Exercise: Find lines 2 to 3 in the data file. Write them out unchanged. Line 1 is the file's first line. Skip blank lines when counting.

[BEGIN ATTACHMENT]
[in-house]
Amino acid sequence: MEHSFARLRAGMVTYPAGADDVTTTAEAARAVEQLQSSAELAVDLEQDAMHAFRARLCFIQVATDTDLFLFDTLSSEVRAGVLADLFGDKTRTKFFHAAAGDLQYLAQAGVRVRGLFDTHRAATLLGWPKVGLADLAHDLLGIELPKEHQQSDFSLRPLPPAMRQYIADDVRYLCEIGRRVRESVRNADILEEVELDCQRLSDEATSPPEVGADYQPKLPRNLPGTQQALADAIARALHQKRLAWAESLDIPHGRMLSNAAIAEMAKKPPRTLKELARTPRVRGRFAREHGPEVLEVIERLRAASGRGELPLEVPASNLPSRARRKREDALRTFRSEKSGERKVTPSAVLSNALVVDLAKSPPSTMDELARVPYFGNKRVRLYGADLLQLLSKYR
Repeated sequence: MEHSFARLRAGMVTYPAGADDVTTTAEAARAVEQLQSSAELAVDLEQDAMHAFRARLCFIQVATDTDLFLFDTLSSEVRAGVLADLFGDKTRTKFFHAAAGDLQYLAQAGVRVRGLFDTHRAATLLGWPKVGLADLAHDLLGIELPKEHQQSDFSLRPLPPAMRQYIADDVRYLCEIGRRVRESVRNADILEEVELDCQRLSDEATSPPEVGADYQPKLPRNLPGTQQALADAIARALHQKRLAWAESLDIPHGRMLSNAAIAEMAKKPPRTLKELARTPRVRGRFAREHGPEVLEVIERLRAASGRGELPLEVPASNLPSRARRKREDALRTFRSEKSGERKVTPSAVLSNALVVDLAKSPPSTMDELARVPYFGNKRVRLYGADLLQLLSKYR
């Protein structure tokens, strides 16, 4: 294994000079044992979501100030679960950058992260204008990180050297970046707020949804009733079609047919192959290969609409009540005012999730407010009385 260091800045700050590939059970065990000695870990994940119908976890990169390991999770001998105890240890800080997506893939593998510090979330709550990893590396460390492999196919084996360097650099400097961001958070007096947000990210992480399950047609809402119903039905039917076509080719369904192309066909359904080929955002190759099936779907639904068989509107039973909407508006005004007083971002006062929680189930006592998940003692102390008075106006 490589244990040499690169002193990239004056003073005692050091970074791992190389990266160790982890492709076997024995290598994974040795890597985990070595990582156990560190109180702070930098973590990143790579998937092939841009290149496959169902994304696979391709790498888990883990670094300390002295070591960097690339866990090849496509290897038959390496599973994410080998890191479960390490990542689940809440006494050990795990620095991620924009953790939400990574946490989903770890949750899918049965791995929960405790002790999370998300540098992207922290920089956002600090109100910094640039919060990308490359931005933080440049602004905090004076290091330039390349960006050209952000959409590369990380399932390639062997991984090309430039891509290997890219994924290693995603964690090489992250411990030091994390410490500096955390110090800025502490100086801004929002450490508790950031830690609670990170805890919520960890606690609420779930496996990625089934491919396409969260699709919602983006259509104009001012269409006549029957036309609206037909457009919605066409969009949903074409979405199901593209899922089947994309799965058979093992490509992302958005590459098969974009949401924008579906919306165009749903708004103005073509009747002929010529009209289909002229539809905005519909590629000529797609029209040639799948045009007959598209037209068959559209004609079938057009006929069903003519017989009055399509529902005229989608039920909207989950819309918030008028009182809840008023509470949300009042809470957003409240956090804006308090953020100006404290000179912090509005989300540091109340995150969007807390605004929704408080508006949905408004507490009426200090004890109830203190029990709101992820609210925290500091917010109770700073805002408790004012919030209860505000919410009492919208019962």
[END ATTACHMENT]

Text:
Amino acid sequence: MEHSFARLRAGMVTYPAGADDVTTTAEAARAVEQLQSSAELAVDLEQDAMHAFRARLCFIQVATDTDLFLFDTLSSEVRAGVLADLFGDKTRTKFFHAAAGDLQYLAQAGVRVRGLFDTHRAATLLGWPKVGLADLAHDLLGIELPKEHQQSDFSLRPLPPAMRQYIADDVRYLCEIGRRVRESVRNADILEEVELDCQRLSDEATSPPEVGADYQPKLPRNLPGTQQALADAIARALHQKRLAWAESLDIPHGRMLSNAAIAEMAKKPPRTLKELARTPRVRGRFAREHGPEVLEVIERLRAASGRGELPLEVPASNLPSRARRKREDALRTFRSEKSGERKVTPSAVLSNALVVDLAKSPPSTMDELARVPYFGNKRVRLYGADLLQLLSKYR
Repeated sequence: MEHSFARLRAGMVTYPAGADDVTTTAEAARAVEQLQSSAELAVDLEQDAMHAFRARLCFIQVATDTDLFLFDTLSSEVRAGVLADLFGDKTRTKFFHAAAGDLQYLAQAGVRVRGLFDTHRAATLLGWPKVGLADLAHDLLGIELPKEHQQSDFSLRPLPPAMRQYIADDVRYLCEIGRRVRESVRNADILEEVELDCQRLSDEATSPPEVGADYQPKLPRNLPGTQQALADAIARALHQKRLAWAESLDIPHGRMLSNAAIAEMAKKPPRTLKELARTPRVRGRFAREHGPEVLEVIERLRAASGRGELPLEVPASNLPSRARRKREDALRTFRSEKSGERKVTPSAVLSNALVVDLAKSPPSTMDELARVPYFGNKRVRLYGADLLQLLSKYR